Consumers are normally urged to invest their money for long-term financial prospects, but will they get there if short-term accidents can happen unexpectedly?
Putting money aside for the twins’ education may all change in the case of a break-in your December season beach home where you find that you once had furniture. Now you, the wife, the twins and the dog are arguing as to what option is best – just cancel the entire holiday and go back home, buy a few items here and there just so you at least have blow-up mattresses to sleep on, or take out a chunky loan to replace all the stolen furniture. The dog just wants a comfy cushion.
Short-term insurance, regulated by the Financial Services Board in terms of the Short-term Insurance Act, is the financial relief for a risky event that could happen at any time – next year, next week or in the next five minutes. This insurance is never top of mind, but consumers must take a strategic approach when planning and assessing which short-term insurance policies they may need.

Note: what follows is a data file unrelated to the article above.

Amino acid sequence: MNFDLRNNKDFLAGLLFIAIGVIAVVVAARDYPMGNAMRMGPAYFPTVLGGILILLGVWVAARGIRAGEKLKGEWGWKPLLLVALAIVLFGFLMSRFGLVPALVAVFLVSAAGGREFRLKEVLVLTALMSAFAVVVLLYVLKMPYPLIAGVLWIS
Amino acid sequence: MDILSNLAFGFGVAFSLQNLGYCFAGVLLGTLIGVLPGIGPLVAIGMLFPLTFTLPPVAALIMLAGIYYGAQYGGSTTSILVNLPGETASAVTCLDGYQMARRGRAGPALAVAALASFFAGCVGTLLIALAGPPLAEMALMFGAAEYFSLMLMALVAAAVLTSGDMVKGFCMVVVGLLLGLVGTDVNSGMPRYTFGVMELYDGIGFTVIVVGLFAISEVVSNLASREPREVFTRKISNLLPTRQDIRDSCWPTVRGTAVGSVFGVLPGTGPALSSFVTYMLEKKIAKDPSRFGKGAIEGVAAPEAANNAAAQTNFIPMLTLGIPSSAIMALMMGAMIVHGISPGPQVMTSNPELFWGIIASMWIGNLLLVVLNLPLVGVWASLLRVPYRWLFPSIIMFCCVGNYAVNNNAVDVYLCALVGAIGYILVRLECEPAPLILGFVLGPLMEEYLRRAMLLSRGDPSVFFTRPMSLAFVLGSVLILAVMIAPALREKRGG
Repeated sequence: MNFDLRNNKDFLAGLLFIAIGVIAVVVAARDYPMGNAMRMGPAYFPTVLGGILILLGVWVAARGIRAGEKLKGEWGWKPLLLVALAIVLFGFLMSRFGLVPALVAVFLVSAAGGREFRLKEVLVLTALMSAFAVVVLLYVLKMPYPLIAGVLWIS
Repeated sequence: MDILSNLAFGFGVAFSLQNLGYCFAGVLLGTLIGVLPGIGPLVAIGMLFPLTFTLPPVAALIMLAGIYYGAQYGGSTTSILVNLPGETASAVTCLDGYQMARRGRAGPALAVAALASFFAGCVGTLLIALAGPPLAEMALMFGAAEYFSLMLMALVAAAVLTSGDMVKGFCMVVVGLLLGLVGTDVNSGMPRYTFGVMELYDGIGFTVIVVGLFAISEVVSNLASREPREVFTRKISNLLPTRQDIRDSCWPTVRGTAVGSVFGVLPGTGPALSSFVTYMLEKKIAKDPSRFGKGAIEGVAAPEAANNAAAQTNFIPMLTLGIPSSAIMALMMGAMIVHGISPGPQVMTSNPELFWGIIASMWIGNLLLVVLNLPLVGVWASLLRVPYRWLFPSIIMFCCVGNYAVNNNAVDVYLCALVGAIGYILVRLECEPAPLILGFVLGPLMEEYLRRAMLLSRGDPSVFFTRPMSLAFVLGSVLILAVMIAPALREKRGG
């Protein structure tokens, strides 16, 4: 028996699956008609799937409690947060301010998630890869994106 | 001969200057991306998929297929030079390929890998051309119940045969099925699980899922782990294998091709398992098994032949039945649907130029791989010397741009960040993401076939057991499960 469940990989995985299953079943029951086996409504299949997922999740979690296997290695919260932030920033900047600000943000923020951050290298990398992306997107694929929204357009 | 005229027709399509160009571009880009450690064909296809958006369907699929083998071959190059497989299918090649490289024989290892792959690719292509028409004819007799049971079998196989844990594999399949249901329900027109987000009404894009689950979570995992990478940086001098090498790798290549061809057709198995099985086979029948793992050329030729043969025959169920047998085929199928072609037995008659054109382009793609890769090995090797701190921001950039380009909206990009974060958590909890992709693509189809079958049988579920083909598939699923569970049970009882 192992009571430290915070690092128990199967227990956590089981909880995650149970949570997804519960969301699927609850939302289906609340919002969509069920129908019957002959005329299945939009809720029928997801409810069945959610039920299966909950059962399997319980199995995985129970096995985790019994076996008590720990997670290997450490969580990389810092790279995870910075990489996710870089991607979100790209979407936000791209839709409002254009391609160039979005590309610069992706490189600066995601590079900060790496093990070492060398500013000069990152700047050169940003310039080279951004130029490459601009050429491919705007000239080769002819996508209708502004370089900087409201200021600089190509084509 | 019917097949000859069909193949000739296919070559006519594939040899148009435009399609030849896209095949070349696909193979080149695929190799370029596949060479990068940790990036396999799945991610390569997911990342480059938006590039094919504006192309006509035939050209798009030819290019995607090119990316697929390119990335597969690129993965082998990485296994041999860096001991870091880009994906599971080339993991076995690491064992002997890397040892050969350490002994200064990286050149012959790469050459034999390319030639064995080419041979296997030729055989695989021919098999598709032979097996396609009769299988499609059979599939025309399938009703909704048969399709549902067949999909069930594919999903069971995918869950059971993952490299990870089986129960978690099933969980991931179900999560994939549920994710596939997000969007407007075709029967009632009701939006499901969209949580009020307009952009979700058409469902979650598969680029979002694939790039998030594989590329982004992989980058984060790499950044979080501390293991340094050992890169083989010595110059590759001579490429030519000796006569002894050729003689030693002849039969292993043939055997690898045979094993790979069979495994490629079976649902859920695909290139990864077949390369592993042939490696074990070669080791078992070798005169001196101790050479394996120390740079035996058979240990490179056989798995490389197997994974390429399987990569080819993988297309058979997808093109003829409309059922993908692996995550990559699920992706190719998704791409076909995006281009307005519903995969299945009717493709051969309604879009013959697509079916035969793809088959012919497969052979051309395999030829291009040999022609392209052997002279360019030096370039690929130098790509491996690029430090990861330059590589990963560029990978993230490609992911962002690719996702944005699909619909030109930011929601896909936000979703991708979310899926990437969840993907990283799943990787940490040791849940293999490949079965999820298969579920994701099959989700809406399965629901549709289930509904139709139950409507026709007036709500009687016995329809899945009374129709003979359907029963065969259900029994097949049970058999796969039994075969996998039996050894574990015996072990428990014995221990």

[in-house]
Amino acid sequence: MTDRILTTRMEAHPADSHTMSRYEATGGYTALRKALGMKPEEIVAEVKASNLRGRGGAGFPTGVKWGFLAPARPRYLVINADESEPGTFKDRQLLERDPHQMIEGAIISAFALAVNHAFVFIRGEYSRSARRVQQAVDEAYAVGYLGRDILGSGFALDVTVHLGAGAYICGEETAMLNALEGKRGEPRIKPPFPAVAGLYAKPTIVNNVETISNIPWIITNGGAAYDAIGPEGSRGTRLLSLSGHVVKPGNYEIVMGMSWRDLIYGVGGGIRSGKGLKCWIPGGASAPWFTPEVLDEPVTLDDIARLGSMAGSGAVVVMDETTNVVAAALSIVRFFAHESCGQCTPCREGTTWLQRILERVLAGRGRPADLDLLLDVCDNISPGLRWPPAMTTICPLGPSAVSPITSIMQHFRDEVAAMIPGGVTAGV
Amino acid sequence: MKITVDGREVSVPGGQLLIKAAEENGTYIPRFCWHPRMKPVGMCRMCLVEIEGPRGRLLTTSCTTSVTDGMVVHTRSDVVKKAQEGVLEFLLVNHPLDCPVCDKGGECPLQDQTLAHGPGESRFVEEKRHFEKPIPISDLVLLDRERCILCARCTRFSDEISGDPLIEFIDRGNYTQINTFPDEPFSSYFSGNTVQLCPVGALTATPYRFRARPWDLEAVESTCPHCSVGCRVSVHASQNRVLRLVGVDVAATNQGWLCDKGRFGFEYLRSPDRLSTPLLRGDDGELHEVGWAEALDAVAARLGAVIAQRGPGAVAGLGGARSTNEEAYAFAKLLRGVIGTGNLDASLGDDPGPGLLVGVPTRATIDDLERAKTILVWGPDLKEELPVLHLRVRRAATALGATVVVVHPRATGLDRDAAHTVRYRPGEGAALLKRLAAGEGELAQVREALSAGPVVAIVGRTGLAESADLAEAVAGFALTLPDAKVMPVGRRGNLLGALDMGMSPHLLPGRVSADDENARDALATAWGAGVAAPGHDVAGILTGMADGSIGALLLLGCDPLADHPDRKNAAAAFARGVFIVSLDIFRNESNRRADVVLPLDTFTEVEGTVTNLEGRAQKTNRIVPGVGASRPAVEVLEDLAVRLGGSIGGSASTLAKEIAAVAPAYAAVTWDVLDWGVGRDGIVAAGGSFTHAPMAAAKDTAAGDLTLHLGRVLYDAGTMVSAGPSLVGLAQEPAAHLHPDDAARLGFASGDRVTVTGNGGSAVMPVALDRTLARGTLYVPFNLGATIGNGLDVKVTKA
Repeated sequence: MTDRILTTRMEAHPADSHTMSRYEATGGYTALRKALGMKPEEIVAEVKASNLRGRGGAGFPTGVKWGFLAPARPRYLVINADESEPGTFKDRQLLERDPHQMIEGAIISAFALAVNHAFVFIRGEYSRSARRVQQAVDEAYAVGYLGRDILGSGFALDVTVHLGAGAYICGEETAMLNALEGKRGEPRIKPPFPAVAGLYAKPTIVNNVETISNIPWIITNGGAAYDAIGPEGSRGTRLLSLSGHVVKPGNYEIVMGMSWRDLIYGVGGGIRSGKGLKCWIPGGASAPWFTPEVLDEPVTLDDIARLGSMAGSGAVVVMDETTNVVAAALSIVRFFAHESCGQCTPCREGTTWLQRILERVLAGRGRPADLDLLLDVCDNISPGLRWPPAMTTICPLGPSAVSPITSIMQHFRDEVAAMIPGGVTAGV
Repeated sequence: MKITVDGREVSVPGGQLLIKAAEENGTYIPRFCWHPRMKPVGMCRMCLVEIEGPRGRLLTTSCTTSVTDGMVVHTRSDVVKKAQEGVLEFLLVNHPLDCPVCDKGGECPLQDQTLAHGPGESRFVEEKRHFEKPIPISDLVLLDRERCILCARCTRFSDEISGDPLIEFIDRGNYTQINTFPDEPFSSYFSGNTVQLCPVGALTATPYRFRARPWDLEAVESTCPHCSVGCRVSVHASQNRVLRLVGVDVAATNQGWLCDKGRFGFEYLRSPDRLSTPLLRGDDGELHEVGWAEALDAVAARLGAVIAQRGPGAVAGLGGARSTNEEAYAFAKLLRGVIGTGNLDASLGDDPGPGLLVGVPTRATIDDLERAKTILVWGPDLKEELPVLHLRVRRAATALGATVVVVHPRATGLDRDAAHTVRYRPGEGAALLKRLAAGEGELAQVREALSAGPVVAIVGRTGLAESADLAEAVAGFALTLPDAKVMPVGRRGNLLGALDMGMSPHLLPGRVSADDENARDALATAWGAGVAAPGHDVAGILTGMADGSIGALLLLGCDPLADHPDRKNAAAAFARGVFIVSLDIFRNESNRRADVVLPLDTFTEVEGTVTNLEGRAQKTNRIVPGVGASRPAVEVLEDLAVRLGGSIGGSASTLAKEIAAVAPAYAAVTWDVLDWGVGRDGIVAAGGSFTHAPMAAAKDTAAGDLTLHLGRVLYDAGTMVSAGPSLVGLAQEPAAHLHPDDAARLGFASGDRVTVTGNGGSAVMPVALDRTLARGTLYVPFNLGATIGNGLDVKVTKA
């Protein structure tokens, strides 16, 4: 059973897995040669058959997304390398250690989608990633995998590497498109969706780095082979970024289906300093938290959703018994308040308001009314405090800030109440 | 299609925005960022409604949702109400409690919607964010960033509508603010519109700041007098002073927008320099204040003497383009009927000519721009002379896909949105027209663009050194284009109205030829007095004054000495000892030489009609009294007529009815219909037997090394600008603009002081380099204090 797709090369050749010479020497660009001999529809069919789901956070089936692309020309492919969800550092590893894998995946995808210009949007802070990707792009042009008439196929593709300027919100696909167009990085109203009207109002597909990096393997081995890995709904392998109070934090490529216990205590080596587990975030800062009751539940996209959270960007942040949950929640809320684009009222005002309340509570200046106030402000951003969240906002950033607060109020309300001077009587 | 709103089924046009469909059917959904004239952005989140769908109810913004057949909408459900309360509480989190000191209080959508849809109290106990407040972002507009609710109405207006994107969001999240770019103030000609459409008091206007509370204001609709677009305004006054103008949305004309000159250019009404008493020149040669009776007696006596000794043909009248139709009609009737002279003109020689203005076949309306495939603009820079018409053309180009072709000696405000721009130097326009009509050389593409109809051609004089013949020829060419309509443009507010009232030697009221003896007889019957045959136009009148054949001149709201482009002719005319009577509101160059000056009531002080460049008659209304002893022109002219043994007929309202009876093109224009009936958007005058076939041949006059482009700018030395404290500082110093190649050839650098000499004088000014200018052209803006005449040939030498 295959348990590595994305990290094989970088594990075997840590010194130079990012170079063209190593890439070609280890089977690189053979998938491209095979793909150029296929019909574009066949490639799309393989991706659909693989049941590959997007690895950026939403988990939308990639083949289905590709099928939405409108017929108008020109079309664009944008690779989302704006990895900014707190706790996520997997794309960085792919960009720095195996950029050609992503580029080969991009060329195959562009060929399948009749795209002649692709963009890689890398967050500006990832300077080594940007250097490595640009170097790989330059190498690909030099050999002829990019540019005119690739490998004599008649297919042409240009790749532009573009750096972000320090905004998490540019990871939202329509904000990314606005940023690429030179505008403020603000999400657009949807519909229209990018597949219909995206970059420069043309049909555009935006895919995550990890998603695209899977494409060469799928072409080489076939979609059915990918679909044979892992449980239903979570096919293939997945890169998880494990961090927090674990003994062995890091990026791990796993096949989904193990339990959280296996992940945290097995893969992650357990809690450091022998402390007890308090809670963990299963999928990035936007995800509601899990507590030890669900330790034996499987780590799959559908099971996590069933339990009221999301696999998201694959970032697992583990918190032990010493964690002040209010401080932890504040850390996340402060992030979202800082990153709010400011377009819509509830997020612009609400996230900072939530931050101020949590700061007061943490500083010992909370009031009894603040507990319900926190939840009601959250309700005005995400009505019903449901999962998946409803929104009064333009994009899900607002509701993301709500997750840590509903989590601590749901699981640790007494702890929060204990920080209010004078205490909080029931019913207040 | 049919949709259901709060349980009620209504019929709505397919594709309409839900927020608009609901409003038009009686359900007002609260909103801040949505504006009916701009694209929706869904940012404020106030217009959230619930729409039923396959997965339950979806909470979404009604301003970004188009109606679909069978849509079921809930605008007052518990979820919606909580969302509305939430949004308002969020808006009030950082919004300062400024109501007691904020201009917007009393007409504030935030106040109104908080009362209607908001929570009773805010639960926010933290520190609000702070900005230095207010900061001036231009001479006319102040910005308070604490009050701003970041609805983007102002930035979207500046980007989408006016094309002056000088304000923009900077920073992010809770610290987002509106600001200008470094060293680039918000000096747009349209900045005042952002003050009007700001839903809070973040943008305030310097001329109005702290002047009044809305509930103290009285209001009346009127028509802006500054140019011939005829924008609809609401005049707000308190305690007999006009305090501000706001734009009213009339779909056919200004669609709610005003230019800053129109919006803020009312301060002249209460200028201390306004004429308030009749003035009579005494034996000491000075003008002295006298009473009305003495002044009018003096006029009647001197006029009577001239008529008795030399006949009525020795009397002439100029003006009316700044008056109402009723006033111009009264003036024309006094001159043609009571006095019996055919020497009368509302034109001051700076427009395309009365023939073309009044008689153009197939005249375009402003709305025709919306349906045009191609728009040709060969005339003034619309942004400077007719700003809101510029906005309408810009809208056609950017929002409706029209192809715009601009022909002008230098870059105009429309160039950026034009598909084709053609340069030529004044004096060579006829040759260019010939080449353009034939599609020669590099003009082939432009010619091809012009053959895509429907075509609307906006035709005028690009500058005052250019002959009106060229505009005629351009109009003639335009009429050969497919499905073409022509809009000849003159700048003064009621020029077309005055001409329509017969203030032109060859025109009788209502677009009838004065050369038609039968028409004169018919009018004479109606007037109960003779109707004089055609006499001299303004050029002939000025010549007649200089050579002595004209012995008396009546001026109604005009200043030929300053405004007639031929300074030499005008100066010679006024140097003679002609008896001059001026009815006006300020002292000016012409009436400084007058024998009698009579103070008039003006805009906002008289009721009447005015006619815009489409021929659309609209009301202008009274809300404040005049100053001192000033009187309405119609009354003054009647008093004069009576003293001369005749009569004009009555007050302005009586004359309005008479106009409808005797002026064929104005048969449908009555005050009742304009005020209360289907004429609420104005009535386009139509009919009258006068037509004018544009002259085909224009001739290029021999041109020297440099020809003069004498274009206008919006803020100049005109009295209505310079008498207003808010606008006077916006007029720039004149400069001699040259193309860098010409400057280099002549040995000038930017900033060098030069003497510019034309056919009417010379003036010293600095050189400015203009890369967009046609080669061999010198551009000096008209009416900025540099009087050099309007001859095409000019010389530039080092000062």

The monthly premium may appear attractive, but with insurance policies comes deductibles, extensions and excess payable when claiming. That said, the claim is intended to balance out where the consumer’s situation was before the incident had taken place. Isn’t that relieving? That 78-inch crystal display SUHD TV will be back and you’ll be competing on your Nintendo Wii Fit as soon as your claim is approved.
Short-term insurance is not a lifetime commitment and may be cancelled when the consumer requests that this should be done, or lapse when the consumer fails to commit to payments agreed upon previously.
The following must be remembered:
The chosen insurance company may request an assessment of the risk involved with the consumer and may select suitable premium payment accordingly. As the market changes, it is advisable for the consumer to continually review their chosen insurance policy to align and cover in accordance with those changes.
This article is a general information sheet and should not be used or relied on as legal or other professional advice. No liability can be accepted for any errors or omissions nor for any loss or damage arising from reliance upon any information herein. Always contact your adviser for specific and detailed advice. Errors and omissions excepted (E&OE)